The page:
In Step 308, densification of dielectric 406(a) is performed, resulting in a densified layer 406(b) as shown in FIG. 4D. Densification involves exposing the structure to a substantially constant temperature within a particular ambient atmosphere, for example, steam, nitrogen, oxygen, or a mixture thereof. This step slightly reduces the thickness and increases the density of dielectric 406(b) and results in a higher quality oxide (discussed in further detail below). In a preferred embodiment, steam densification is employed for Step 308. More particularly, dielectric 406(b) is preferably densified at approximately 800° C. to 850° C. in a high-purity steam environment for about 15 to 40 minutes, preferably about 20 minutes. After densification, the chamber is preferably purged (with nitrogen), and the wafers are allowed to cool to ambient temperature slowly (at approximately 3° C. per minute). Many commercial furnaces are suitable for this densification step, including, for example, the Model BTI APOGEE-1 vertical furnace, manufactured by Kokusai BTI Corporation of North Billerica, Mass.
In the context of the present invention—particularly in the illustrated embodiment wherein dielectric 406(a) comprises a CVD TEOS layer—it has been found that steam densification produces superior performance. Specifically, electrical testing has confirmed lower leakage and improved reliability in steam-densified cells as compared to N2 and O2 densified cells. Second, the effective TEOS thickness remaining after complete processing is higher with steam densification. This is important in an embedded memory processing sequence where the top layer 406(b) of the interpoly dielectric is subjected to several pre-furnace and photoresist stripping steps which have been found to cause erosion of 406(b) if densification of 406(a) is done in ambient such as nitrogen or argon where steam is not used. Erosion of the top oxide, 406(b) results in an unacceptable thickness variation of the interpoly ONO.
Furthermore, it is hypothesized that this densification step tends to encourage formation of a very thin silicon oxynitride layer at the interface of the nitride and TEOS layers (illustrated as layer 602 in the cross-section shown in FIG. 6), thereby helping to cure “pinholes” typically associated the nitride layer and further increasing the quality and reliability of the ONO structure.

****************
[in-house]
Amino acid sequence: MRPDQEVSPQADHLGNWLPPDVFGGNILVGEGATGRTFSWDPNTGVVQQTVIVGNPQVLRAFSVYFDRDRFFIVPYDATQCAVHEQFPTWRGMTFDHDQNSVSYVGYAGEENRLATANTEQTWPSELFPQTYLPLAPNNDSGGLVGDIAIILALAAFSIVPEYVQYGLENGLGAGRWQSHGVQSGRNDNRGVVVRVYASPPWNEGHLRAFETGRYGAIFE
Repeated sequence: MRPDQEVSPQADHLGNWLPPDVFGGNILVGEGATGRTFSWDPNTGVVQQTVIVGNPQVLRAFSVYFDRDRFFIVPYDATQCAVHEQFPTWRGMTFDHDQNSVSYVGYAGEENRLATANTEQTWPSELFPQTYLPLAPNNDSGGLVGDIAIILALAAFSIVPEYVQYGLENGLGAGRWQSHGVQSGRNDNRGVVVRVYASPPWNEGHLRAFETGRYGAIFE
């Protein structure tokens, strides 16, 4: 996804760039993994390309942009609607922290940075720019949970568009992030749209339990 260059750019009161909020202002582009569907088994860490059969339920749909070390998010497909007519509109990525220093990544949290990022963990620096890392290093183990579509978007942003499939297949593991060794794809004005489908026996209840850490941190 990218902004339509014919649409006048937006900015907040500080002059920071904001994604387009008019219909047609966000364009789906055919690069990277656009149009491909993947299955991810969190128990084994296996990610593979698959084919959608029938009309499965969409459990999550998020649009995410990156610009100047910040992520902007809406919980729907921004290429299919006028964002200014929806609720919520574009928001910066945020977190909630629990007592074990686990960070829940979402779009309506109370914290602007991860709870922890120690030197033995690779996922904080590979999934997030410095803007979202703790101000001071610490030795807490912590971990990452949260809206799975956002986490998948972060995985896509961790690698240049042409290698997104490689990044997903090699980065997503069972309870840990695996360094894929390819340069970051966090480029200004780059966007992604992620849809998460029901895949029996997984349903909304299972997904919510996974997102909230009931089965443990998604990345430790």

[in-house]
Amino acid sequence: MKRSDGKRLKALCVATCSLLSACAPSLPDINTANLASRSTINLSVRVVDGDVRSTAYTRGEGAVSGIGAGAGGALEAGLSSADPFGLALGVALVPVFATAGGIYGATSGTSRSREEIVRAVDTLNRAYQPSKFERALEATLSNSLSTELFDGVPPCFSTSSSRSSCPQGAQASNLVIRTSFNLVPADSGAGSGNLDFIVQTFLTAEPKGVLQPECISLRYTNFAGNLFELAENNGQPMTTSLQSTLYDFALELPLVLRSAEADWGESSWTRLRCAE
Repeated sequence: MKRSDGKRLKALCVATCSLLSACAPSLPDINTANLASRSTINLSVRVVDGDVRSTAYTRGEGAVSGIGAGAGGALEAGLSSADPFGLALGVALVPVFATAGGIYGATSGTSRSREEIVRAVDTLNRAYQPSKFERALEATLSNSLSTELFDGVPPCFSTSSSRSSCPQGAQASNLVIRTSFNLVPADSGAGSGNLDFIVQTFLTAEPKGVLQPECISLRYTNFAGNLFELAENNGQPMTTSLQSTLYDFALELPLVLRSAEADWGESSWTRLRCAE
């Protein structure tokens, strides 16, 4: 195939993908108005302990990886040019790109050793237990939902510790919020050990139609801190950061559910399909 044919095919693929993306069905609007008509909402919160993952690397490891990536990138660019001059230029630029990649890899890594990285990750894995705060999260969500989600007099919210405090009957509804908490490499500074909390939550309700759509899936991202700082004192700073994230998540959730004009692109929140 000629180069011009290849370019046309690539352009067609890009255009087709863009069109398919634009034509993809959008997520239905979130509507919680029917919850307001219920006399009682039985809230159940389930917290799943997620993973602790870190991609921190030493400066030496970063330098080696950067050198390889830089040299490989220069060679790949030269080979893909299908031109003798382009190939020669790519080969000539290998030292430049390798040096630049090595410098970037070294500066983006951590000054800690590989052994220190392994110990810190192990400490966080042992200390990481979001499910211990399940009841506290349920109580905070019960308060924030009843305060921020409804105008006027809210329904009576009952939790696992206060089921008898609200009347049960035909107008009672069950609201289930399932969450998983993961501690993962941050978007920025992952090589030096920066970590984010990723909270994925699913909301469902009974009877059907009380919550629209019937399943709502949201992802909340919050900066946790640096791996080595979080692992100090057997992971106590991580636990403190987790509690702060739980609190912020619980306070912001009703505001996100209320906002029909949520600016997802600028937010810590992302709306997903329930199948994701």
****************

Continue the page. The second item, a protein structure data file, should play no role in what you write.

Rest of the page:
As mentioned briefly above, steam densification of TEOS for the top layer of the interpoly dielectric structure is unexpectedly efficacious with respect to electrical performance. In this regard, FIG. 5 shows particularly illustrative empirical results, wherein the x-coordinate axis represents the applied field across the interpoly dielectric (in voltage per unit length), and the y-coordinate axis represents leakage current (on a logarithmic scale) observed across the interpoly dielectric in suitable test structures. X-coordinate axis is chosen to be the applied electric field in order to normalize the leakage current with respect to small thickness changes between different interpoly ONO dielectrics considered. Data series 502 and 504 represent art interpoly dielectric structures wherein the top level comprises a silicon dioxide layer formed through steam oxidation at approximately 900° C. In the case of data series 502, oxidation was carried out for 30 minutes, resulting in a total interpoly dielectric thickness of about 170 Å. In the case of data series 504, oxidation was carried out for 60 minutes, resulting in a total interpoly dielectric thickness of about 174 Å. In each case, the bottom layer consists of thermally grown oxide, and the middle layer consists of CVD silicon nitride.